Tuesday, March 24, 2009

treasury's new plan

Tim Geithner has a new plan to use $100 billion to help take some bad assets off of the banks' hands so they can start lending again.

It's all complicated. I admit to worrying that the fact that would-be buyers don't think those toxic assets are worth near as much as the would-be sellers think is a fundamental problem. As the Washington Post editors said, "If all goes according to plan, the market know-how of the private firms will lead to maximally efficient deployment of government resources, and taxpayer losses will be relatively modest."

Umm, isn't the so-called LACK of market know-how, aka judgment, the reason we are in this mess in the first place? Not confidence-inspiring.

And I know Paul Krugman, who knows a thing or two, is despairing of the whole thing - which is in essence a nice big fat subsidy, with the taxpayer sharing in the potential upside, but owning 100% of the downside.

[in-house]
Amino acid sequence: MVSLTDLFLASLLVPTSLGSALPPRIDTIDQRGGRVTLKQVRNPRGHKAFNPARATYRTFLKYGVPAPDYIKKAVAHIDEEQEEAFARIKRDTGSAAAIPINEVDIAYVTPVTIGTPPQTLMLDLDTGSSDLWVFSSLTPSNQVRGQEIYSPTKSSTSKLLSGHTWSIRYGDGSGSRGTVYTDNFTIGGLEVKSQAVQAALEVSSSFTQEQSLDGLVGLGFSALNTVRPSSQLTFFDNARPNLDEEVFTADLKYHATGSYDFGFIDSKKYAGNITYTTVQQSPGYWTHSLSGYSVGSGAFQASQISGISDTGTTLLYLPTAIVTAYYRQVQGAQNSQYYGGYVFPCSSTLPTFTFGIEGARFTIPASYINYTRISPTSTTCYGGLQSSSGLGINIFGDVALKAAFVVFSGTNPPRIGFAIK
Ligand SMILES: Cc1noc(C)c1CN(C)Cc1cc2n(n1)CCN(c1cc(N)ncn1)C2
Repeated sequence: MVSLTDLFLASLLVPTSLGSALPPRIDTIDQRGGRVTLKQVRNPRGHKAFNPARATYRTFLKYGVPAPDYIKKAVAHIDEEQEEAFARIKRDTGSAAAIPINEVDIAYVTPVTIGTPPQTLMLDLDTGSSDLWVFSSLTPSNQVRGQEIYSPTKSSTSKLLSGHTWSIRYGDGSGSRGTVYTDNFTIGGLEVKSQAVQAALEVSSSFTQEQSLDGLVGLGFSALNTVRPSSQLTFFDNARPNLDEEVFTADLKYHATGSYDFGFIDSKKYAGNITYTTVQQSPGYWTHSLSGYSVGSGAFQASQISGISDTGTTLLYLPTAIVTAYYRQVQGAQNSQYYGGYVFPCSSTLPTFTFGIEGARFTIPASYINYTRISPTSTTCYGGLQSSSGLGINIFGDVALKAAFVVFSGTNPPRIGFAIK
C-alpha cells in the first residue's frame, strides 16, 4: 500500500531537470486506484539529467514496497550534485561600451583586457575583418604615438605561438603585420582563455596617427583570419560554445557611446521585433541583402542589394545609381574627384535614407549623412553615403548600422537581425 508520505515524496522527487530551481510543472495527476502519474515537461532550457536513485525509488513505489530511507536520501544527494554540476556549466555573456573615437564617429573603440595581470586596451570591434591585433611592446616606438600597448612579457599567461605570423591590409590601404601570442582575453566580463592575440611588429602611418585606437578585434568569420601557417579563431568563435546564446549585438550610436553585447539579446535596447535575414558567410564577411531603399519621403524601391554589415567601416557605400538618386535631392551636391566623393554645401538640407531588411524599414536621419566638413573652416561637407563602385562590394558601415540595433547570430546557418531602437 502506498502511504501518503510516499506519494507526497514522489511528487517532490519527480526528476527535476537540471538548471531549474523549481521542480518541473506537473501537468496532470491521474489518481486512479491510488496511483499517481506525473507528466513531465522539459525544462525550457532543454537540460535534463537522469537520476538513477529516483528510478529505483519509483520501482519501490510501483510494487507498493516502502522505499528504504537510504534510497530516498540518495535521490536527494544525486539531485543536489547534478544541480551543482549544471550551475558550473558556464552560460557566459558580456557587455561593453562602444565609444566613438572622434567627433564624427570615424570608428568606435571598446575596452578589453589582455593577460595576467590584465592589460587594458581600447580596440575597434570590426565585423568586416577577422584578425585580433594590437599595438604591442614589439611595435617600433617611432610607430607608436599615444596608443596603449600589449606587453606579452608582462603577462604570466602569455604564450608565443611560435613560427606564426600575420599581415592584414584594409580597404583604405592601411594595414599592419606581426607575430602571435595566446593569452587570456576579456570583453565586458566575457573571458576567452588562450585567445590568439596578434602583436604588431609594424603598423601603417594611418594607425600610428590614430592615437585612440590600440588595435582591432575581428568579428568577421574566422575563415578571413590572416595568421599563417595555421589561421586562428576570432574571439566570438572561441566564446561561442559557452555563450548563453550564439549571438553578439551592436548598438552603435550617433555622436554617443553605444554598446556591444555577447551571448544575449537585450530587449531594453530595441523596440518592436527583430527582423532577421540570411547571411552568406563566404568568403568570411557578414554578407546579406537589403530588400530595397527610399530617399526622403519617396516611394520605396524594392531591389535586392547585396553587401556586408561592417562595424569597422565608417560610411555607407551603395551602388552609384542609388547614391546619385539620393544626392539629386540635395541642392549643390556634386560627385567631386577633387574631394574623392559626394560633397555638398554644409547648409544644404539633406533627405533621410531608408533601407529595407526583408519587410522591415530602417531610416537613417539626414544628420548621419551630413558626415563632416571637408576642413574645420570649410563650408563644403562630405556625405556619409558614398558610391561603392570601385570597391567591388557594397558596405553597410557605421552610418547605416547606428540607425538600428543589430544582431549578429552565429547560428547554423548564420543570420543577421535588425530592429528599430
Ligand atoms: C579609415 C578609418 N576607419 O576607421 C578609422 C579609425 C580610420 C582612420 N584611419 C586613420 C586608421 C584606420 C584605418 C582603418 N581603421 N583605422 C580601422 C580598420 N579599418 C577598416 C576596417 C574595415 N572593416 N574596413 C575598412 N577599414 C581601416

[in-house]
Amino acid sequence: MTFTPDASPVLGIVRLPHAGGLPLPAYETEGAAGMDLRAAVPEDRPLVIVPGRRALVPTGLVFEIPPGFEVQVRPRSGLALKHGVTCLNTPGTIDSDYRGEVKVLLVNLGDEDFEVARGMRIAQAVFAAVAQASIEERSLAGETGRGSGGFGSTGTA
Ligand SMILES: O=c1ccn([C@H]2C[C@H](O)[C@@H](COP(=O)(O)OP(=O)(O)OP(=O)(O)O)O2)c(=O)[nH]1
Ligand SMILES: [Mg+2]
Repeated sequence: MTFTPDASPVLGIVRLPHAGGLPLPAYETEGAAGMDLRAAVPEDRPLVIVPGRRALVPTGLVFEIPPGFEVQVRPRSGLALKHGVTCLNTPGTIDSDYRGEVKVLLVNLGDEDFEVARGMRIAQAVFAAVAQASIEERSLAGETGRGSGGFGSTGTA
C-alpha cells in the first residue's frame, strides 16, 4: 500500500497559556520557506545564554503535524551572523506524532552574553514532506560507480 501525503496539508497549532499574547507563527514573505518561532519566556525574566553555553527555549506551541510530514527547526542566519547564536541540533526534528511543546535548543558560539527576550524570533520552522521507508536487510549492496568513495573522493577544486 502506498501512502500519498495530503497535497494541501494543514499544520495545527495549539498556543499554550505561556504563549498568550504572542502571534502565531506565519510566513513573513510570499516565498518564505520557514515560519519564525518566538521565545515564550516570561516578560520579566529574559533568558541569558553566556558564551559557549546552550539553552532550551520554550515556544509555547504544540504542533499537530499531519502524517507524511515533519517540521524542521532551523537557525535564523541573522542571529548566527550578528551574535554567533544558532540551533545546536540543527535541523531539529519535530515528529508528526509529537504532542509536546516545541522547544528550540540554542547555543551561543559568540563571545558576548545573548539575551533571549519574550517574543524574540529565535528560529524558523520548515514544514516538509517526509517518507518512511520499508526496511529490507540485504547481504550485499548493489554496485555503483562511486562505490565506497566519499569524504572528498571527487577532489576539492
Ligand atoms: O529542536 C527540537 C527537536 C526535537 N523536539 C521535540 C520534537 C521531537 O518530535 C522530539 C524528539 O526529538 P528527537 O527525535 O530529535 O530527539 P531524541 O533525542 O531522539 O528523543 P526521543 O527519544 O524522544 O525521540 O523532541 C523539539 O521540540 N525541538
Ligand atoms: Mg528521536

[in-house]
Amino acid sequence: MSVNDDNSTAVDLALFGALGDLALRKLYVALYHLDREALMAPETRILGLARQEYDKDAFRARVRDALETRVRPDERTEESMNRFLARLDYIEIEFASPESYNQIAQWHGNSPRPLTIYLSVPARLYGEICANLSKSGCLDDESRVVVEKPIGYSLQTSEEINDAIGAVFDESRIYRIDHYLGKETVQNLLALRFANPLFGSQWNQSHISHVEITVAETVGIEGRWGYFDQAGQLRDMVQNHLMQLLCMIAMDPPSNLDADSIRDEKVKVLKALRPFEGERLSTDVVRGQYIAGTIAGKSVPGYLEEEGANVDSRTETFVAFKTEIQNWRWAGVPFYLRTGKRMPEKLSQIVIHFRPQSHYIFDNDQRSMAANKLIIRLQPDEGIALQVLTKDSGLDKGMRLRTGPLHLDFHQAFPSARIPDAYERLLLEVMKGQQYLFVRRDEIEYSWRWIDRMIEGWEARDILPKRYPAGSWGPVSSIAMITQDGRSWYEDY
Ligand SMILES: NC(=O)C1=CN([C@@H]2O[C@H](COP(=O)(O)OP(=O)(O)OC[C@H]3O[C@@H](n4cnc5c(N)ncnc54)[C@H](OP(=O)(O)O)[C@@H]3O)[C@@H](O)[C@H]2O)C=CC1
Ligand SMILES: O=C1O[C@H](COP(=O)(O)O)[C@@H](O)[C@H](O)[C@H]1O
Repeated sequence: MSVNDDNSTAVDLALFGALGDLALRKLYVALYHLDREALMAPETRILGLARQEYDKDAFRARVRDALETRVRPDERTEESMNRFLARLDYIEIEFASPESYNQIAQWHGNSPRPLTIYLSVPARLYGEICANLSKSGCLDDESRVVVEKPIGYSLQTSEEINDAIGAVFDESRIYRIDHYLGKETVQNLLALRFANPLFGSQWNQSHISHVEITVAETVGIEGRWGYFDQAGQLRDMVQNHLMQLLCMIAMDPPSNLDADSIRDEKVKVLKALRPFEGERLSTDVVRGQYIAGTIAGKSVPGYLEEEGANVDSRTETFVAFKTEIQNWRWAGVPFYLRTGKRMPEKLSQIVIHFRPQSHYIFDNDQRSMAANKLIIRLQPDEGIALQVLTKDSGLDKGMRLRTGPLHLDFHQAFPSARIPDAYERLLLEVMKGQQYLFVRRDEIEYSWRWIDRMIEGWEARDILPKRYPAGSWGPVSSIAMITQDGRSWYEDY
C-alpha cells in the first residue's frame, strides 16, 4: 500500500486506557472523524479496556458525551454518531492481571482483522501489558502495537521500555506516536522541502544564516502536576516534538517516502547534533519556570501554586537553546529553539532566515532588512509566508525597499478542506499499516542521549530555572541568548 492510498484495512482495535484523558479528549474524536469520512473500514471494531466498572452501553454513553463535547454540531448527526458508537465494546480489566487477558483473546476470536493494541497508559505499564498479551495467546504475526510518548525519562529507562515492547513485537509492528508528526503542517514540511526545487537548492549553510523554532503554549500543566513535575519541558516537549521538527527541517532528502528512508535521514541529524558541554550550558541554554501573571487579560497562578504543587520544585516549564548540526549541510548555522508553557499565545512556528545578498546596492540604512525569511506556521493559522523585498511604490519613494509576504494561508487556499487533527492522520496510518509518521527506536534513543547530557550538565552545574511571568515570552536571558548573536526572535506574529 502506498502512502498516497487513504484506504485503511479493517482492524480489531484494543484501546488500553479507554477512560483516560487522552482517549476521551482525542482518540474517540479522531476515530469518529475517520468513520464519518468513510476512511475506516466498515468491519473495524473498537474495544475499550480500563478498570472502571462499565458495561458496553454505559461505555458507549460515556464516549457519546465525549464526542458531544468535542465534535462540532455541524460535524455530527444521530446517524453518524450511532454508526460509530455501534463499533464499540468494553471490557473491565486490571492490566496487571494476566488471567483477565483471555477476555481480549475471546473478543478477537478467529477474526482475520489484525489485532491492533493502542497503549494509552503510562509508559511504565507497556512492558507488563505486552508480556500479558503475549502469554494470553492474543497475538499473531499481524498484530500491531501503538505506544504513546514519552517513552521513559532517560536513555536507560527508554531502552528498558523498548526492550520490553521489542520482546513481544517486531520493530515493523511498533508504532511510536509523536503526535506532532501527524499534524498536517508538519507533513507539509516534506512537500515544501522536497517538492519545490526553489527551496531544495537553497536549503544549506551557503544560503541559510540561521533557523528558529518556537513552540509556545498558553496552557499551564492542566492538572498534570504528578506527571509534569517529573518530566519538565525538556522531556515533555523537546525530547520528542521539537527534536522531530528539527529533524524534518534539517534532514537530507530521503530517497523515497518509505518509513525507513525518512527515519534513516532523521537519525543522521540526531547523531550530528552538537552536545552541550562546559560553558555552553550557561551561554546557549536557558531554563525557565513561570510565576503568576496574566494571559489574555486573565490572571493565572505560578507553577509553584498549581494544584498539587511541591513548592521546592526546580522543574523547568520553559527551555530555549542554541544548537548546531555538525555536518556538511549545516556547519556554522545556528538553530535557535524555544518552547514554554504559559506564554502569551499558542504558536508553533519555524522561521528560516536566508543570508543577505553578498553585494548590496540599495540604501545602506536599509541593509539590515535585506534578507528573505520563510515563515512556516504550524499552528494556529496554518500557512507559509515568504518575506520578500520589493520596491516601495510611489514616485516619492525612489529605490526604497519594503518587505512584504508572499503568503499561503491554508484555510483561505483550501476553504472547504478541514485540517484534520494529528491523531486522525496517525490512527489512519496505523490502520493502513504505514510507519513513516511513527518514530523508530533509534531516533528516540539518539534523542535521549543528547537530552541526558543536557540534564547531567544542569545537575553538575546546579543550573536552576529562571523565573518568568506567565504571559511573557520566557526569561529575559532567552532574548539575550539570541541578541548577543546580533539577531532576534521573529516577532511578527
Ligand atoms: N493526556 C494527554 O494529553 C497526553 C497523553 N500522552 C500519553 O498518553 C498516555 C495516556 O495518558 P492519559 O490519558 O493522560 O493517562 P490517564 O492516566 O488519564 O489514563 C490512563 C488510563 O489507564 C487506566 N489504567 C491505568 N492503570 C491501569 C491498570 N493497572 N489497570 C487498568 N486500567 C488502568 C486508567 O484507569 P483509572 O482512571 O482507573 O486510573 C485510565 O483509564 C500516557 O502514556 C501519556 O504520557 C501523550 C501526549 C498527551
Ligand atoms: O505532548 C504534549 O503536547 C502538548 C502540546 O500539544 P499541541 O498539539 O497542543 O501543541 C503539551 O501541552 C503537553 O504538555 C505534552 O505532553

But what worries me most about it is that Wall Street LIKES it, and the Dow Jones went way up. We need to get out of the mindset that what is good for Wall Street is necessarily good for America, and away from the misconception that a day or even a week or a month of a rising stockmarket means ANYTHING.

I still think we should wrap up some of these banks like the FDIC does routinely. We don't want to let zombies roam the financial landscape, as was the case for Japan through-out their stagnant 1990s.



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